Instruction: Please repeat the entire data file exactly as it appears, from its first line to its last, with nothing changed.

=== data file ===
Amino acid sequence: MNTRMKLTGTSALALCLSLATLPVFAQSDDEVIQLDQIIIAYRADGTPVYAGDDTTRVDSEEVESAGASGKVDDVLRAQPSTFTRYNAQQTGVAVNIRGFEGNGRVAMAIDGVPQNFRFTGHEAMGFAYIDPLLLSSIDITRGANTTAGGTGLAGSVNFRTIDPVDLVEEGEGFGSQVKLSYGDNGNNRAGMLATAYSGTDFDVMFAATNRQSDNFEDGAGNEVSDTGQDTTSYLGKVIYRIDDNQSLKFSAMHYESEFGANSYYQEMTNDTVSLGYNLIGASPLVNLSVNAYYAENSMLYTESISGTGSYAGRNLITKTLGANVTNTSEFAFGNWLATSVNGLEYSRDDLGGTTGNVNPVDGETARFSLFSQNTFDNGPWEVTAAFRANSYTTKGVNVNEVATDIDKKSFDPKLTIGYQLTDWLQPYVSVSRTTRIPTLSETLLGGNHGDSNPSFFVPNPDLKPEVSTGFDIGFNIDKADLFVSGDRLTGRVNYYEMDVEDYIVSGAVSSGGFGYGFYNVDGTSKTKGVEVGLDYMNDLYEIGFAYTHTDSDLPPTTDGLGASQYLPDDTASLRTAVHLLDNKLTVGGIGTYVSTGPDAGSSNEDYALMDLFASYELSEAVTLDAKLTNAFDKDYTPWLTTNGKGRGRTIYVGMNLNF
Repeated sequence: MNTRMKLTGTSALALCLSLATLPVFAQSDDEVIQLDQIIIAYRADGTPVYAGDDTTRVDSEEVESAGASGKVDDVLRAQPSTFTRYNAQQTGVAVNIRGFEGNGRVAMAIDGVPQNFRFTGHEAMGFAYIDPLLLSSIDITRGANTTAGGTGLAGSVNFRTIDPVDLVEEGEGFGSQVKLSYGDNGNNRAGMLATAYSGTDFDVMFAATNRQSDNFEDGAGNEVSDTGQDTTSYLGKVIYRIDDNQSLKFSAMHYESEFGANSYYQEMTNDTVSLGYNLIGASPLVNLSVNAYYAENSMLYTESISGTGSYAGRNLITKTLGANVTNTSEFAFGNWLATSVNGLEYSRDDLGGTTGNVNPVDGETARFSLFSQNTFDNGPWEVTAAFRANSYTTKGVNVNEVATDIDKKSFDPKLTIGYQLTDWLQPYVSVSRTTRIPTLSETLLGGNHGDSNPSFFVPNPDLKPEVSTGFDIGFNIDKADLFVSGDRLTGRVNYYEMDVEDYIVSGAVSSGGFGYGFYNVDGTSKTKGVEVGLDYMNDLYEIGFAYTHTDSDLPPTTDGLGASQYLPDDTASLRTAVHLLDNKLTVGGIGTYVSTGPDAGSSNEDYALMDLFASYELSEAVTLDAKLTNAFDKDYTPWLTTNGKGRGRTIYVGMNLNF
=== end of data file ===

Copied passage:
Amino acid sequence: MNTRMKLTGTSALALCLSLATLPVFAQSDDEVIQLDQIIIAYRADGTPVYAGDDTTRVDSEEVESAGASGKVDDVLRAQPSTFTRYNAQQTGVAVNIRGFEGNGRVAMAIDGVPQNFRFTGHEAMGFAYIDPLLLSSIDITRGANTTAGGTGLAGSVNFRTIDPVDLVEEGEGFGSQVKLSYGDNGNNRAGMLATAYSGTDFDVMFAATNRQSDNFEDGAGNEVSDTGQDTTSYLGKVIYRIDDNQSLKFSAMHYESEFGANSYYQEMTNDTVSLGYNLIGASPLVNLSVNAYYAENSMLYTESISGTGSYAGRNLITKTLGANVTNTSEFAFGNWLATSVNGLEYSRDDLGGTTGNVNPVDGETARFSLFSQNTFDNGPWEVTAAFRANSYTTKGVNVNEVATDIDKKSFDPKLTIGYQLTDWLQPYVSVSRTTRIPTLSETLLGGNHGDSNPSFFVPNPDLKPEVSTGFDIGFNIDKADLFVSGDRLTGRVNYYEMDVEDYIVSGAVSSGGFGYGFYNVDGTSKTKGVEVGLDYMNDLYEIGFAYTHTDSDLPPTTDGLGASQYLPDDTASLRTAVHLLDNKLTVGGIGTYVSTGPDAGSSNEDYALMDLFASYELSEAVTLDAKLTNAFDKDYTPWLTTNGKGRGRTIYVGMNLNF
Repeated sequence: MNTRMKLTGTSALALCLSLATLPVFAQSDDEVIQLDQIIIAYRADGTPVYAGDDTTRVDSEEVESAGASGKVDDVLRAQPSTFTRYNAQQTGVAVNIRGFEGNGRVAMAIDGVPQNFRFTGHEAMGFAYIDPLLLSSIDITRGANTTAGGTGLAGSVNFRTIDPVDLVEEGEGFGSQVKLSYGDNGNNRAGMLATAYSGTDFDVMFAATNRQSDNFEDGAGNEVSDTGQDTTSYLGKVIYRIDDNQSLKFSAMHYESEFGANSYYQEMTNDTVSLGYNLIGASPLVNLSVNAYYAENSMLYTESISGTGSYAGRNLITKTLGANVTNTSEFAFGNWLATSVNGLEYSRDDLGGTTGNVNPVDGETARFSLFSQNTFDNGPWEVTAAFRANSYTTKGVNVNEVATDIDKKSFDPKLTIGYQLTDWLQPYVSVSRTTRIPTLSETLLGGNHGDSNPSFFVPNPDLKPEVSTGFDIGFNIDKADLFVSGDRLTGRVNYYEMDVEDYIVSGAVSSGGFGYGFYNVDGTSKTKGVEVGLDYMNDLYEIGFAYTHTDSDLPPTTDGLGASQYLPDDTASLRTAVHLLDNKLTVGGIGTYVSTGPDAGSSNEDYALMDLFASYELSEAVTLDAKLTNAFDKDYTPWLTTNGKGRGRTIYVGMNLNF